What are lasting powers of attorney?

Lasting powers of attorney are two of the most important documents any of us will ever have. If you’ve never heard of them, and even if you have, this blog explains why they matter.

Have you heard of lasting powers of attorney?

Would you know what to do if a family member took ill? Or what if you lost capacity? Would your family or your partner be able to care for you? These are questions we all hope we won’t have to answer.

So, what happens if we find ourselves in this situation? A lasting power of attorney (LPA) allows you to nominate someone (an attorney) to make decisions on your behalf, if you can no longer make them yourself.

This blog explains what LPAs are and outlines a story which demonstrates why these legal documents matter. Please feel free to get in touch if you have any questions.

The importance of having the right LPAs in place

Not too long ago, we were with a gentleman who cared for his mother. The gentleman had an appointment with social services regarding his mother’s care; he had an LPA in place and felt confident he could decide how she was cared for.

Unfortunately, the LPA which was in place was for property and finance, not health and welfare. As there was no power of attorney in place for health and welfare, the gentleman had no legal say in his mother’s care. His mother was sectioned and placed in a care home that day.

LPAs: what they are and why you need to know about them

50% of people in the UK are not aware that lasting powers of attorney are in two parts, according to the insurer Royal London. The first power covers property and finance and the second covers health and welfare. Of the people who had heard of LPAs, most (76%) had only heard of the financial powers of attorney.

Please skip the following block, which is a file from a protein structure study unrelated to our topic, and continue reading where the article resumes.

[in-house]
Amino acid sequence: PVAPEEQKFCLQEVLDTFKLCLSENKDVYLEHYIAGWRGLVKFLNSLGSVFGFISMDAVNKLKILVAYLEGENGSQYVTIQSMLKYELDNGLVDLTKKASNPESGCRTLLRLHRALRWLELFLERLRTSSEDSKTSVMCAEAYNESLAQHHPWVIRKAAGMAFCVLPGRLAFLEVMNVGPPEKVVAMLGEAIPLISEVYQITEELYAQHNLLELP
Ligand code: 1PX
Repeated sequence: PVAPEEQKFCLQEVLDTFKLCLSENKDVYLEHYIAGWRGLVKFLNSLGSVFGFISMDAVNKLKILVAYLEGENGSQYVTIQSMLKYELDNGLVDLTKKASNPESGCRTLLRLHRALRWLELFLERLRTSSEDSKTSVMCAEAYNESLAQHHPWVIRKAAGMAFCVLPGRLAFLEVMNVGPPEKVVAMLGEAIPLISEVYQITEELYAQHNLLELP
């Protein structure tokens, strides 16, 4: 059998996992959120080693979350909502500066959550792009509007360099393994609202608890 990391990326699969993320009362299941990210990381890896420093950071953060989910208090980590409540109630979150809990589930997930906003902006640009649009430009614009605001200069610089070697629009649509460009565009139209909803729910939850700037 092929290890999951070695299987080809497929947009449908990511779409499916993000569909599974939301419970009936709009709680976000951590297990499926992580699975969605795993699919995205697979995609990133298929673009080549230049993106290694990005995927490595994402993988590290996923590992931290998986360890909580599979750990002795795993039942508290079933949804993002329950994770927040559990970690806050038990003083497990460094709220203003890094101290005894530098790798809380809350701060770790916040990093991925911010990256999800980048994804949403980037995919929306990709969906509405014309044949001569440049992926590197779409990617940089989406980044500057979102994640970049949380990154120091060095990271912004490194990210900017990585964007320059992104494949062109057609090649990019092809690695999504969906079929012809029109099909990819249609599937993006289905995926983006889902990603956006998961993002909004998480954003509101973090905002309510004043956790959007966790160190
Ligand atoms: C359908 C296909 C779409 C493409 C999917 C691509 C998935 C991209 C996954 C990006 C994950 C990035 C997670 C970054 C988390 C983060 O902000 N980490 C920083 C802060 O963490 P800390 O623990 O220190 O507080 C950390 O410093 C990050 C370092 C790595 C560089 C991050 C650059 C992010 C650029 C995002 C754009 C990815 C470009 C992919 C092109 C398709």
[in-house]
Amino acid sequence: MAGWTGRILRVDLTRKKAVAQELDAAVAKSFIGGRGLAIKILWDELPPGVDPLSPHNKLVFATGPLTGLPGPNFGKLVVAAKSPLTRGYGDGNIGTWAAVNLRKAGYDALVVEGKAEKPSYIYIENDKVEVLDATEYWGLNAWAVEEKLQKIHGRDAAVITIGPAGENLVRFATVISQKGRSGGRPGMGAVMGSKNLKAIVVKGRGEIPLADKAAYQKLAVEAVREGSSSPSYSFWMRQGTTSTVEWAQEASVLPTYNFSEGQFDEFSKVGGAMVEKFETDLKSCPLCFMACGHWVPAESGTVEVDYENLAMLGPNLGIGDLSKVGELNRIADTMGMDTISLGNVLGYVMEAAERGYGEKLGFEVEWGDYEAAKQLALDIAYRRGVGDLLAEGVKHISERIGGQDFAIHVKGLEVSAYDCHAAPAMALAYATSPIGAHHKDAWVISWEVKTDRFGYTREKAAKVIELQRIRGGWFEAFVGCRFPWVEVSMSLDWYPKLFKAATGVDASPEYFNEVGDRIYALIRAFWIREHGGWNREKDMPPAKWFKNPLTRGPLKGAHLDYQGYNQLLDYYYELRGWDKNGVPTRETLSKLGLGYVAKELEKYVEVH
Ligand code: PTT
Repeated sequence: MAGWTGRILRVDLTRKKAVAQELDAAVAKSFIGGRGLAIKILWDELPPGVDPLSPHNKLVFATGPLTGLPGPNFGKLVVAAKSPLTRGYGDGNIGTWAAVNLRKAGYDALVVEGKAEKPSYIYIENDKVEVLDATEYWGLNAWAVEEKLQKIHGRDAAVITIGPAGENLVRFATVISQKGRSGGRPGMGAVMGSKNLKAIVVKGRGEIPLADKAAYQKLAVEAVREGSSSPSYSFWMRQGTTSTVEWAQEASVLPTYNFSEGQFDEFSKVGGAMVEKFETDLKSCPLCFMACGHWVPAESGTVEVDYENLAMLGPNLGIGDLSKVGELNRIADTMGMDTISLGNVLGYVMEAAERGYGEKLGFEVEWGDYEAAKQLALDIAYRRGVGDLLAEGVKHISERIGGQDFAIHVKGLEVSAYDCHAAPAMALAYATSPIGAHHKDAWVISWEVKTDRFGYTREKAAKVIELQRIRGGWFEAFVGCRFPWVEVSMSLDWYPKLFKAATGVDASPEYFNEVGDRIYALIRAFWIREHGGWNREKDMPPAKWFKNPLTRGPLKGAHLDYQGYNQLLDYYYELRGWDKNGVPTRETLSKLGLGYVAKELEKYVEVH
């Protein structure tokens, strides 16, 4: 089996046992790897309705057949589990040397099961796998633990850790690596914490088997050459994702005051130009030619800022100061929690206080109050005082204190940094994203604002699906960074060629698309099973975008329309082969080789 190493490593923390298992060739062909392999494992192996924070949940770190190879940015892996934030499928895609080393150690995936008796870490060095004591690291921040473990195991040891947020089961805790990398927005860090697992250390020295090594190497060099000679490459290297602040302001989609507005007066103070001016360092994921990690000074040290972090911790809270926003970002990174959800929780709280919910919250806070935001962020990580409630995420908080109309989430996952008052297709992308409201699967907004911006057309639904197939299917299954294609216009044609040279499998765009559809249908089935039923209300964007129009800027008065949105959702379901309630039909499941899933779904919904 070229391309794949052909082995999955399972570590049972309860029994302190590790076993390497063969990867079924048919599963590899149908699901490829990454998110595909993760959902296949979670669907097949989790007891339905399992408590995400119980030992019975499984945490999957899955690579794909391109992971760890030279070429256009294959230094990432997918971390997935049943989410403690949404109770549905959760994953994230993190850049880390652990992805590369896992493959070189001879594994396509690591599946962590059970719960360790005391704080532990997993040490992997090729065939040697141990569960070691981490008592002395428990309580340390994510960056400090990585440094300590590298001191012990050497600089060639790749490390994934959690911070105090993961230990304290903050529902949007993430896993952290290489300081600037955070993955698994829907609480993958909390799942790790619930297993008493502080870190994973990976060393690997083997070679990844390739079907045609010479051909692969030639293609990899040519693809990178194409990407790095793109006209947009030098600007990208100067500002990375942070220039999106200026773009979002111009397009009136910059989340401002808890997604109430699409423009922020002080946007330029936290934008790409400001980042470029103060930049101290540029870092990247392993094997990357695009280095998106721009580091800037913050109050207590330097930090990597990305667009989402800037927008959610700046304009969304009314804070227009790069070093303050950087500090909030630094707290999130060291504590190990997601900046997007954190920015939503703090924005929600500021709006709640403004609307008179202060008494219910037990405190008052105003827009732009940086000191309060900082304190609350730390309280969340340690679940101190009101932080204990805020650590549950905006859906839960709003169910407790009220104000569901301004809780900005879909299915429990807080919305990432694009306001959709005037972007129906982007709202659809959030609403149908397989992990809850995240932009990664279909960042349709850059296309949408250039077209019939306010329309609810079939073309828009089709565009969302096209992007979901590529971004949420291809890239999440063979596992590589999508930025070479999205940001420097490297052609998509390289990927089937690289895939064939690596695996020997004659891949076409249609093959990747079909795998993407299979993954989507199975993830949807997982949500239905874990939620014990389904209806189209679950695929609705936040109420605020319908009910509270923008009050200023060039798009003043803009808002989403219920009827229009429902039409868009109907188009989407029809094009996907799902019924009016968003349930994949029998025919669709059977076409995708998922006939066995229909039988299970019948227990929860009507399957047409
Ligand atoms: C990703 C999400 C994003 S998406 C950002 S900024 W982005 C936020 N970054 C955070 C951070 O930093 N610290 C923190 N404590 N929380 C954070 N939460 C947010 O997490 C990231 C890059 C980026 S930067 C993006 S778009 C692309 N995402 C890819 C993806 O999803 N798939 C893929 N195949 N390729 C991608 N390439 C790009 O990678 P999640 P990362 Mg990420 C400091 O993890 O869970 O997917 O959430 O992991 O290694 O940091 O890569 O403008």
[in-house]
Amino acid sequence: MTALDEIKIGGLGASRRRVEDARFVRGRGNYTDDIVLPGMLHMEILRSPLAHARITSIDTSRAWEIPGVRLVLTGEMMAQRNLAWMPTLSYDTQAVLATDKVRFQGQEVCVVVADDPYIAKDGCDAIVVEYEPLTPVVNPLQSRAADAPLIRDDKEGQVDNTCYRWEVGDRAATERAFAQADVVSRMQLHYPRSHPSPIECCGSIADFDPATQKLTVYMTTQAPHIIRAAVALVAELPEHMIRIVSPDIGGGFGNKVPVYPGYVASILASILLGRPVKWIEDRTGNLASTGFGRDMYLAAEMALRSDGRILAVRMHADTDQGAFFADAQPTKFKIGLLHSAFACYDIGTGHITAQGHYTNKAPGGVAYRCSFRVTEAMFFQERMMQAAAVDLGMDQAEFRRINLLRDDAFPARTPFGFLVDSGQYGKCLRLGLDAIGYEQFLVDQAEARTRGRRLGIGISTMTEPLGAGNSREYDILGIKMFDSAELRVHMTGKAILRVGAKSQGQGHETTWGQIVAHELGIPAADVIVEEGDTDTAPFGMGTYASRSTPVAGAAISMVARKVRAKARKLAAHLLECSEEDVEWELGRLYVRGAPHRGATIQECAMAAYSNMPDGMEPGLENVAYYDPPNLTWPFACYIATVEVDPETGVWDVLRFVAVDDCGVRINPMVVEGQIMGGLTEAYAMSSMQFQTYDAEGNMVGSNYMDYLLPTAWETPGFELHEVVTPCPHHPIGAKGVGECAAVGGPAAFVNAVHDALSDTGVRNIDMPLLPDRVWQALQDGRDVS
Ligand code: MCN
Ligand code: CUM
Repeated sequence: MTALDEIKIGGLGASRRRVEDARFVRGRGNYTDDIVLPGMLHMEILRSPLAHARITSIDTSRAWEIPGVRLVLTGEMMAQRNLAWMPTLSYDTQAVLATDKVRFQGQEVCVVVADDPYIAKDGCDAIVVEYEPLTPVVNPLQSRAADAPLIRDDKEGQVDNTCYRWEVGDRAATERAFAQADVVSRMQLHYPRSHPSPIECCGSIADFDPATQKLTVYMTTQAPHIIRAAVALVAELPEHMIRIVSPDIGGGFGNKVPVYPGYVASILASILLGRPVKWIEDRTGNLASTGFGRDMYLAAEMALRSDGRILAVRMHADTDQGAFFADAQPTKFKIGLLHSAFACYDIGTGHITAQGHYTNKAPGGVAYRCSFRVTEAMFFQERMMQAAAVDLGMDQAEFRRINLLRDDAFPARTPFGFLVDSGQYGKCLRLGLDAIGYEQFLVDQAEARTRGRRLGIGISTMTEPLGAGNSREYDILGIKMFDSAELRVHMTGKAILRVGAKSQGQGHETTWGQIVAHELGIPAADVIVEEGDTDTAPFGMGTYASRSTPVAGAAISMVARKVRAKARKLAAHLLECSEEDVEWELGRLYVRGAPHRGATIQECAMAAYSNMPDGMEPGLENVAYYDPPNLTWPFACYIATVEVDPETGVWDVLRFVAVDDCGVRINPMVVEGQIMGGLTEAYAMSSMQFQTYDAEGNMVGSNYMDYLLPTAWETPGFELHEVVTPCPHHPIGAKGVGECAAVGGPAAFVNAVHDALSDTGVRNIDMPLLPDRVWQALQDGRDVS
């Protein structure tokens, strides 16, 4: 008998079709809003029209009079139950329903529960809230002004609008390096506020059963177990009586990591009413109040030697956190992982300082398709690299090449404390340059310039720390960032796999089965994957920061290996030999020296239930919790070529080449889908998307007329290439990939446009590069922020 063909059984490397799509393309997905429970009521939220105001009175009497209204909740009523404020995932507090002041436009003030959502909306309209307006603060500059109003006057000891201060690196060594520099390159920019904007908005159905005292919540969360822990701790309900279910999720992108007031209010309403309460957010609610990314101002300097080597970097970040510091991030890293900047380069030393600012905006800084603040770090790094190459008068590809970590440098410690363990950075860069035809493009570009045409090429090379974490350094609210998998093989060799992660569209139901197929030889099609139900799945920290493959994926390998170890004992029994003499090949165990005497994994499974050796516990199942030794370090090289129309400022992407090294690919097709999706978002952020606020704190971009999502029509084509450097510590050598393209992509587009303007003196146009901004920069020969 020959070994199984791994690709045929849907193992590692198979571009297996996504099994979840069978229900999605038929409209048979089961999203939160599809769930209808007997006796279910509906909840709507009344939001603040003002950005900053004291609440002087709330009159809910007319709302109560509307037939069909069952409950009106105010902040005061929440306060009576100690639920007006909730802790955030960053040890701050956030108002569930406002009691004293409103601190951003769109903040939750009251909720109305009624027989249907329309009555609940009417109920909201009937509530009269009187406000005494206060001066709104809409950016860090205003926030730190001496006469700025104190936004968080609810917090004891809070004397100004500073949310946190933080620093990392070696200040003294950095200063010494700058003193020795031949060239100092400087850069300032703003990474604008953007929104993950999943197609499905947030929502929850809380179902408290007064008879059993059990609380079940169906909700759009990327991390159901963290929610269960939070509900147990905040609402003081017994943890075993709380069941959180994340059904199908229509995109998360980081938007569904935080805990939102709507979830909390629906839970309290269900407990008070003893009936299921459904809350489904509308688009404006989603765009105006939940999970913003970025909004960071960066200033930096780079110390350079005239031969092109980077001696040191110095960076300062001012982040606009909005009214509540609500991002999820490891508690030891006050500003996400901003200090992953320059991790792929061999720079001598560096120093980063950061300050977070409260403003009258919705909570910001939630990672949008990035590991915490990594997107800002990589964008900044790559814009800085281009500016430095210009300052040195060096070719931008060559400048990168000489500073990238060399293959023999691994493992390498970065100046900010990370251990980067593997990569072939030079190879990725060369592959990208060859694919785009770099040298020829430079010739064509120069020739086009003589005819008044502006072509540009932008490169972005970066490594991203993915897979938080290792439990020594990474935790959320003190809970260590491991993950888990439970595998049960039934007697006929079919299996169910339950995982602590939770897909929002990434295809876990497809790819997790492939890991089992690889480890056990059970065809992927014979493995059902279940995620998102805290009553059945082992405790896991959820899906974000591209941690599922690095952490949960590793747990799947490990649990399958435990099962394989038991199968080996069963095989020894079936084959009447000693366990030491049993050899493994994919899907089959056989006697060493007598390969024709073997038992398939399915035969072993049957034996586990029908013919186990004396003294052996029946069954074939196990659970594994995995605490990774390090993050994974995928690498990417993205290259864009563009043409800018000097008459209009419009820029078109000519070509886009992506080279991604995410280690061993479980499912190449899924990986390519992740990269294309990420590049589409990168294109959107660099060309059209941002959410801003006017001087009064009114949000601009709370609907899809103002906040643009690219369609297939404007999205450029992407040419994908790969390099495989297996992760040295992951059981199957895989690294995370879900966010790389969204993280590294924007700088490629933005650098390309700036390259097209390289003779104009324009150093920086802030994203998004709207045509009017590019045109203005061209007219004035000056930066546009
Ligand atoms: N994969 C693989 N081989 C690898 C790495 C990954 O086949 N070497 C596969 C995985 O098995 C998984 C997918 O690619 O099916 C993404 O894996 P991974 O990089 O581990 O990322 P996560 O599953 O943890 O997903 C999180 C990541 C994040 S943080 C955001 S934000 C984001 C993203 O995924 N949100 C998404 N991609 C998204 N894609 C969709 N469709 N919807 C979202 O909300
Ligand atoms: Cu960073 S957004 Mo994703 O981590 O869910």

The distress caused to the family by the events surrounding their loved one’s care was considerable. Especially as they believed that they had the right powers in place, should they be faced with this situation.

My Family Legacy can help put the correct LPAs in place, saving you emotional turmoil later.

What would happen to your wellbeing and finances if you lost capacity?

How you set up LPAs influences the cost. To instruct a will writer to do this for you costs several hundred pounds for both powers. However, if you need to set up LPAs retrospectively, a specialist lawyer is required and fees can be as much £5,500 for the initial work, along with maintenance fees of £2,500 per year. The idea of family members facing this is a scary – and expensive – thought for most of us.  

It’s never too soon to consider an LPA

My Family Legacy can provide you with guidance and even set up LPAs for you. These important legal documents protect you, your loved ones and could save you future heartache. Give us a call. We’re happy to explain your options and answer any questions you may have.

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